Culture Smart! Spain: The Essential Guide to Customs and Culture

The Spanish are confident, open individuals with a zest for life, and for living every moment to the max. If they invite you somewhere it is because they really want you to come. They do not want you to go home because you are all having such a good time. Who cares about tomorrow? Now is what is important. While there is a good time to be had, no one will leave quickly. People meet between 10:00 and 11:30pm for dinner, which is followed by relaxed and enjoyable conversation, coffee, and some alcoholic drinks. This is known as ‘la sobremesa‘. During the weekend, night stretches into the morning, and you have some breakfast before you go home! You need stamina in Spain, especially if it is fiesta time. If there is time, the Spanish will snatch a brief siesta to prepare themselves for the next night. Partying in Andalusia also requires some training. It never feels like the right time to have a last drink. Instead, someone will suggest ‘la penultima‘, ‘the last but one’, because nobody wants to refer to the end of the evening.

Our guides don’t include things like hotel listings or travel itineraries. After all, that kind of information is already freely available online. Instead, our guides help you get to know the people whose country you are visiting so that your time spent abroad is richer and more meaningful.

Each guide tells the story of a country and its culture, describes its customs and traditions, and is packed full of practical information to help you navigate the situations that you are likely to encounter with confidence and sensitivity. Whether on a weekend away or a longer stint abroad, travel smarter with Culture Smart!.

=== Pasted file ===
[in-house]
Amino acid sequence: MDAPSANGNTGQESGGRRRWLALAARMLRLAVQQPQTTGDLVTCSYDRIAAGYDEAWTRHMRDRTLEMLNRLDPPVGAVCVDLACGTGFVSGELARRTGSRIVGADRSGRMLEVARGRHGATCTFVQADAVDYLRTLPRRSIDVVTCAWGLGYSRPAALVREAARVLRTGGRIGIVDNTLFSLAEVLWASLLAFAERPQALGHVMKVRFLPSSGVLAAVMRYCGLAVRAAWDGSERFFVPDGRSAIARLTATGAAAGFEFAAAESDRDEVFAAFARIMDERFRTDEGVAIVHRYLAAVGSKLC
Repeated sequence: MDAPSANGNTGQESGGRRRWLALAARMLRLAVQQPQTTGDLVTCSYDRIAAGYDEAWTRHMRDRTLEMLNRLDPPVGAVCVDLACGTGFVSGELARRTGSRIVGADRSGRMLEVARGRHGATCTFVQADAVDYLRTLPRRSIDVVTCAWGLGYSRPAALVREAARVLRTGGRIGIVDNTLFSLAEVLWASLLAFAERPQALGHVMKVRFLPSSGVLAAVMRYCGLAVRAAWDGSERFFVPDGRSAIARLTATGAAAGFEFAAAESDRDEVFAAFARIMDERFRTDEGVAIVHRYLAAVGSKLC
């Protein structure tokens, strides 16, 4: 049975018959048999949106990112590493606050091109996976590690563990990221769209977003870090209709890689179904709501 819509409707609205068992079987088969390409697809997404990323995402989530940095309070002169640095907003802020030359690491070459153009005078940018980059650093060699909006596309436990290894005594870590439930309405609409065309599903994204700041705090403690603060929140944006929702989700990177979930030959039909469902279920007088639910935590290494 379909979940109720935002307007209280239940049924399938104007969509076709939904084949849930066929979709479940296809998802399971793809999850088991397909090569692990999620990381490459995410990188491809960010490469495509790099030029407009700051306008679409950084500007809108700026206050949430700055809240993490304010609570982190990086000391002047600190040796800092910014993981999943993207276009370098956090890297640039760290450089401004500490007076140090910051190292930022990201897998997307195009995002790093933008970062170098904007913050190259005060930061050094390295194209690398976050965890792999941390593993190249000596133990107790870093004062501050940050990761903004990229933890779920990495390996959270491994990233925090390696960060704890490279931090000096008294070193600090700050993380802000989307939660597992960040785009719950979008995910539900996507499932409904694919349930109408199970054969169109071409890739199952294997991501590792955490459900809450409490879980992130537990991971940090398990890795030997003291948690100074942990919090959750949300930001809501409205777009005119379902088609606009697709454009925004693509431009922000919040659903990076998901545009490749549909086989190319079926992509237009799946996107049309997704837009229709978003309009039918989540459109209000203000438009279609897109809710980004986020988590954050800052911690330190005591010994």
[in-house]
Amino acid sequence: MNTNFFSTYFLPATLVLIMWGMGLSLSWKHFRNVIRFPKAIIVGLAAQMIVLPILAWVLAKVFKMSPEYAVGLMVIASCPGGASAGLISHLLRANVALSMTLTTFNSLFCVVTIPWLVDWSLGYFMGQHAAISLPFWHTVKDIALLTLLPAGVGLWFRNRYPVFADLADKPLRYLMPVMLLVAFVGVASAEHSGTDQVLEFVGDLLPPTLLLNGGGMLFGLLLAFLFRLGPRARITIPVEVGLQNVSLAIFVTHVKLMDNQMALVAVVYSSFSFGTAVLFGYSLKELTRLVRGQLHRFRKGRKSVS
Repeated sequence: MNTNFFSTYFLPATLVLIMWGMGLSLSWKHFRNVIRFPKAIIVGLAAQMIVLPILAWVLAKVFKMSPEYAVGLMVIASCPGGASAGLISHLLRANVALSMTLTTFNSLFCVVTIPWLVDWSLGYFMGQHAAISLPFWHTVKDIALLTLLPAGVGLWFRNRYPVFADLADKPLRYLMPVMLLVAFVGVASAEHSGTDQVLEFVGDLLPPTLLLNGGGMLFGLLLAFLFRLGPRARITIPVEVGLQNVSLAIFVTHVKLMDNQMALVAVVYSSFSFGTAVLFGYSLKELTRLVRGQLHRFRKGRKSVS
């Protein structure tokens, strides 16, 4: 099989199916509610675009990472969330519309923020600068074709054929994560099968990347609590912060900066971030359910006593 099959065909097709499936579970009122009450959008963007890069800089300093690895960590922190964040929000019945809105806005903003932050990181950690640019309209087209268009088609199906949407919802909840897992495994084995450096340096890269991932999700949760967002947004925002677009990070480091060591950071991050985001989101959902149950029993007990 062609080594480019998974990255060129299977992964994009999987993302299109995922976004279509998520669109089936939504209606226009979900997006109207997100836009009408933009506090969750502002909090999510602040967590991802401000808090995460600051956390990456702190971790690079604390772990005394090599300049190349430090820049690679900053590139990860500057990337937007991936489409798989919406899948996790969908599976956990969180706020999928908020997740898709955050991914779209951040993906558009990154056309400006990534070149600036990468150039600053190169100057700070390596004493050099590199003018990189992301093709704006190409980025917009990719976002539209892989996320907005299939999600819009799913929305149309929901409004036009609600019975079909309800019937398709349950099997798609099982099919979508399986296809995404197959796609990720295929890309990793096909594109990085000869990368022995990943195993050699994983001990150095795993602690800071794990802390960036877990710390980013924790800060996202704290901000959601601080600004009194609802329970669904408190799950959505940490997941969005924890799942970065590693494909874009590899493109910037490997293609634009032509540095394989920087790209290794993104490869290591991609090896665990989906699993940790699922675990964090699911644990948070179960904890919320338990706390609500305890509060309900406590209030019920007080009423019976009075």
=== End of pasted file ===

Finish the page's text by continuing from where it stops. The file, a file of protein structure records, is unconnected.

For more on the culture and customs of Spain, read our guide.

Book Details:

    • ISBN: 9781787028647
    • Format: Paperback
    • Page count: 200
    • Dimensions: 170 x 110 x 15mm
    • Published at: £9.99 / $12.99 / CAN $17.99





Teaching English Abroad – Why It’s Infinitely More Than a Gap Year Job

By Katherine Foreman

The months leading up to my university graduation ceremony jump-started a period in my life that I’ve since thought of as the Hyperpanic Era, during which I spent a lot of time staring into space and struggling to envision my life in an office setting. I’d nearly completed a degree in journalism and was preparing to move to New York when I had an epiphany, which was simply that I was going to put Corporate America on indefinite hold and instead move to Spain. I made my decision and, without much consideration of the possible downsides, booked my spot on a Barcelona-based teaching course the same week.

“But you could move to New York! L.A.! Chicago!” my parents pressed. “You’ve just spent four years in journalism school, not studying education.” At the time, I wasn’t as concerned about the actual profession as I was about living within two miles of a beach. “It’ll all be fine,” I attempted to placate their concern, not knowing a single thing about what I was throwing myself into, or what I had to gain.

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